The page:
The term “schizophrenia” comes from the two Greek words “skhizo” (split) and “phren” (mind). The term was first coined in 1908 by a Swiss psychiatrist Eugen Bleuler. Schizophrenia is probably the most tragic, enigmatic and devastating mental disease that physiatric APN treat in their practices. Schizophrenia is a mental disease that is diagnosed in the early years of the patient that is inflicted by it. One of the many puzzling characteristics of schizophrenia is that men generally suffer from the mental illness more severely than do women. Symptoms appear in males years before they do in women, and men overall are less responsive to medication. Patients can live a long life after diagnosis unlike patients with heart disease or…show more content… It is known that schizophrenia has a hereditary component, with those who have a family member with the disease at an increased risk of developing it themselves. There are several genes that have been linked to a susceptibility to schizophrenia, but there doesn 't appear to be one single gene variation that causes the disease. Schizophrenia involves a variety of problems with cognitive skills, behaviors or emotions. Signs and symptoms may vary, but they reflect a reduced ability to function. Schizophrenia symptoms in adults might include delusions, disorganized thinking (speech), hallucinations, extremely disorganized or abnormal motor behavior, and negative symptoms. The premorbid personalities will often indicate some social maladjustment or schizoid and other disturbances in personalities. This type of premorbid behavior plays a role in development the and the diagnosis of schizophrenia, which is viewed in four phases.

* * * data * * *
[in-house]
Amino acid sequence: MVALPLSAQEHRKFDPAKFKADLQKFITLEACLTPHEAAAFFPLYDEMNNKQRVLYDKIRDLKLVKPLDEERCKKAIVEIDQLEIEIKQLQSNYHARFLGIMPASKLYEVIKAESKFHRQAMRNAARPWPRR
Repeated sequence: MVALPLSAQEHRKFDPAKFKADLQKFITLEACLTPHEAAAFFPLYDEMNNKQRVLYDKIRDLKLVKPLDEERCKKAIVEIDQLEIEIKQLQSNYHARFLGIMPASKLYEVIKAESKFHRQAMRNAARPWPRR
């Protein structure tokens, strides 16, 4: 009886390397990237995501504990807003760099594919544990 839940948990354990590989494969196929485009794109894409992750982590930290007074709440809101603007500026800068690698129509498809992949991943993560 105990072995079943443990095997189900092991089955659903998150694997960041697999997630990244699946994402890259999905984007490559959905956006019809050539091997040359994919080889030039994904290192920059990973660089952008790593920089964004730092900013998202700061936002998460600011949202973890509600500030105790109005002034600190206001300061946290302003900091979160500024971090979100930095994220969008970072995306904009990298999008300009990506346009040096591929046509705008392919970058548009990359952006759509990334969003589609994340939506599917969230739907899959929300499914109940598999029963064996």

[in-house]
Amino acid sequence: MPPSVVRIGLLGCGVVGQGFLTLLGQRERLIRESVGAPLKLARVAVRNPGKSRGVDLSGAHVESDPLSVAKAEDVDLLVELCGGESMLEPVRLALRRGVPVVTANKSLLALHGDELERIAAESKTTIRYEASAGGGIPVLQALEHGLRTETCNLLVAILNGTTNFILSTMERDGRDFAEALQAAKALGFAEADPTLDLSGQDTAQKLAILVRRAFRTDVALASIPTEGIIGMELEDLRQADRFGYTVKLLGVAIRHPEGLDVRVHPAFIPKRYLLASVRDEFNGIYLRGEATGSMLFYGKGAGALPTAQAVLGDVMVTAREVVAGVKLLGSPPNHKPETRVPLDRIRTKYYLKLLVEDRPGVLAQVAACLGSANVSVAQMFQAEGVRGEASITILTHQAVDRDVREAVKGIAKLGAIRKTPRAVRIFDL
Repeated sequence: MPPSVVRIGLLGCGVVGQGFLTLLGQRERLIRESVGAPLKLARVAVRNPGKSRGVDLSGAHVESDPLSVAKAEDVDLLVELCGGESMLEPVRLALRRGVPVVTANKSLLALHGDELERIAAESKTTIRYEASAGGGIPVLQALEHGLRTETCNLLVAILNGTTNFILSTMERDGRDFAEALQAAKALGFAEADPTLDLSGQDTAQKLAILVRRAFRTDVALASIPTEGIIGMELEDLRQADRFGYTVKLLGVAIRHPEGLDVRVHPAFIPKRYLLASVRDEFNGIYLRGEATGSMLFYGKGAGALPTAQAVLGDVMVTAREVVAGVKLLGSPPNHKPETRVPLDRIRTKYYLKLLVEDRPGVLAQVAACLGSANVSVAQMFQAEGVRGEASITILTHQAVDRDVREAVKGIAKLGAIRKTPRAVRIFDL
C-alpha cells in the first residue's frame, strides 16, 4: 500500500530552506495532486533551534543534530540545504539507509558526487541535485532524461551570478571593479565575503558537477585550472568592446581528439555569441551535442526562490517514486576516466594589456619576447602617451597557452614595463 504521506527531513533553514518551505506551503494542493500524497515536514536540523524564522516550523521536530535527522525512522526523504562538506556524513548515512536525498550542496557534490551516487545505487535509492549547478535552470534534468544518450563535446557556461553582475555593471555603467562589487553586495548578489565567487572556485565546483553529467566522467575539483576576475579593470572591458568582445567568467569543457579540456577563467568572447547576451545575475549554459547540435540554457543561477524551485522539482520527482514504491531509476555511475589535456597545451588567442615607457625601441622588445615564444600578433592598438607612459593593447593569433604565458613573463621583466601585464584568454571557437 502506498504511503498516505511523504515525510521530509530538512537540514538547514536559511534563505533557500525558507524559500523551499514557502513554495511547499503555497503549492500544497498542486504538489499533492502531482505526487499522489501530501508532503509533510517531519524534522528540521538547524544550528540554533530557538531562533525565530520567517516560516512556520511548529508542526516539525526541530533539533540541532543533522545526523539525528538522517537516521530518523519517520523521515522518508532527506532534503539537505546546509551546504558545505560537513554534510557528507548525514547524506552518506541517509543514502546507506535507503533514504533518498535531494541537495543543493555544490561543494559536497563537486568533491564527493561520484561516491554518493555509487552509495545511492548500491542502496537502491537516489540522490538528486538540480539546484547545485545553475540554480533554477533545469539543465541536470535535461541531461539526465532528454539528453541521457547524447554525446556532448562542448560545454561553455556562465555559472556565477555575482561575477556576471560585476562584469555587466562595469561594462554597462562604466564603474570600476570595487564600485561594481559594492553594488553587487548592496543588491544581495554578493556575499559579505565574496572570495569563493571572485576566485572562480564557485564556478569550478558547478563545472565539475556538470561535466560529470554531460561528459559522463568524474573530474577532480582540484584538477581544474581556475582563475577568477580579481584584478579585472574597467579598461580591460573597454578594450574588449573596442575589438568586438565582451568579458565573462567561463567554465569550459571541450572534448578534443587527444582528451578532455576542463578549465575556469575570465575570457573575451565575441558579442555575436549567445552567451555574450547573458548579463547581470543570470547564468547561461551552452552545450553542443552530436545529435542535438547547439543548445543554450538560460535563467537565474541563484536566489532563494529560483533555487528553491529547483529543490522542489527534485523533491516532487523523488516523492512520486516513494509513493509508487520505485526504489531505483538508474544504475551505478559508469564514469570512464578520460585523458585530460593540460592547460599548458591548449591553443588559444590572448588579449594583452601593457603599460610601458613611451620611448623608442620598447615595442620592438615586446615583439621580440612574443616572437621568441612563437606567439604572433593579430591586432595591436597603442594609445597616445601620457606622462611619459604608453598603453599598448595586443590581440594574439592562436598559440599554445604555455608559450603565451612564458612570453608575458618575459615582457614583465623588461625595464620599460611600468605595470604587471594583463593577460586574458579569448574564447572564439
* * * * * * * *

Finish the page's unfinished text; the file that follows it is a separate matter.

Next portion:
Phase I is the premorbid phase and is marked by periods of normal functioning, even though these events can be a contributing factor to the development of the illness. Patients with schizophrenia may show no symptoms or may have impaired social competence, mild cognitive disorganization or perceptual distortion, a diminished capacity to experience pleasure (anhedonia), and other general coping deficiencies. (Townsend, M C.. 2009) The